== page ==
The materials consist of readymades: A balloon with a Smiley logo is connected to a pump taken from the equipment doctors use to measure blood pressure. This wearable instrument or brooch thus plays with conventions from two different fields, science and art. Both medicine and jewellery are inseparably linked to the human body, but the connection is surprising nonetheless. The blood pressure pump, which performs a vital function in a doctor’s work, is neither useful nor essential to the jewellery artist. Jewellery belongs to a different category of logic than that of expediency, and we are reminded of that here. With a humoristic smile, it allows room for the absurd.
Sigurd Bronger allows wearers of the brooch great leeway: we must choose for ourselves where on our bodies the brooch is to be pinned, and, not least, we can actively influence the shape of the brooch. Simply press the pump and the balloon fills with air. With the aid of a valve we can decide whether there will be no air, a little air or a lot of air in the balloon, and our choice determines the dimensions of the brooch. The invisible air thus becomes an import element in shaping the brooch’s form. In the sixth century BC, the philosopher Anaximenes wrote that air is the origin of all things. To pump air is therefore an almost ritual act whereby we give “life” to this piece of jewellery.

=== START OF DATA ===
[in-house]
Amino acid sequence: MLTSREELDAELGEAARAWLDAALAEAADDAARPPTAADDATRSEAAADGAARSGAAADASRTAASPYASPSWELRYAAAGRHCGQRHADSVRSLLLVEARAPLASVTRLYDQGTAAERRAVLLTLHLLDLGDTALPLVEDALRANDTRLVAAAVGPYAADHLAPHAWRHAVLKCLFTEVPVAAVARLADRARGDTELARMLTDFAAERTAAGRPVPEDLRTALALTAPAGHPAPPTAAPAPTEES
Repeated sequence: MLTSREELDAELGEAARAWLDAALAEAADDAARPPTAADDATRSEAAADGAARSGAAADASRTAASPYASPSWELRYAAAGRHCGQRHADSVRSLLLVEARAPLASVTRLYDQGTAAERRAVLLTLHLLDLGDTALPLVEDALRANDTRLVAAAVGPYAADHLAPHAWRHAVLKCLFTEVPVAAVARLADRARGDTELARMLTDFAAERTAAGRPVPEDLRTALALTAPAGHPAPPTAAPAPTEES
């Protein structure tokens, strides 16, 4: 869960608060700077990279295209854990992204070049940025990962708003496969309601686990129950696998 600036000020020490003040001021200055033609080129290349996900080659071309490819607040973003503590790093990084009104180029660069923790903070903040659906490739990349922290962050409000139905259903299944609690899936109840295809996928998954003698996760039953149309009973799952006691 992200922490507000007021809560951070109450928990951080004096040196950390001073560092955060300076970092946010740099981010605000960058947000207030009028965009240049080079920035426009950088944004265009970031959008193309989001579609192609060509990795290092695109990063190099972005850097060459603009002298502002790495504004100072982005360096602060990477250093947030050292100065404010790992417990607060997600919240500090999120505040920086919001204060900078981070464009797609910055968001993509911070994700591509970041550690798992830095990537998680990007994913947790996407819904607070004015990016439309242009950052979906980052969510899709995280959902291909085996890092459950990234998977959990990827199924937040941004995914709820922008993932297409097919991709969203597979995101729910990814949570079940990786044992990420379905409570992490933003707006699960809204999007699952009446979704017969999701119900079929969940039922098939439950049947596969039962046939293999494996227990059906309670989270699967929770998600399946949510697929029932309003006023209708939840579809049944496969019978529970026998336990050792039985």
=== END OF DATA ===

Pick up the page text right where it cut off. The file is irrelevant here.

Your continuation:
Sigurd Bronger (b. 1957 Norway) is a jewellery artist and lives in Oslo.
Sigurd Bronger, Balloon Brooch, 2001, rubber, chrome-plated brass, h 27 cm.
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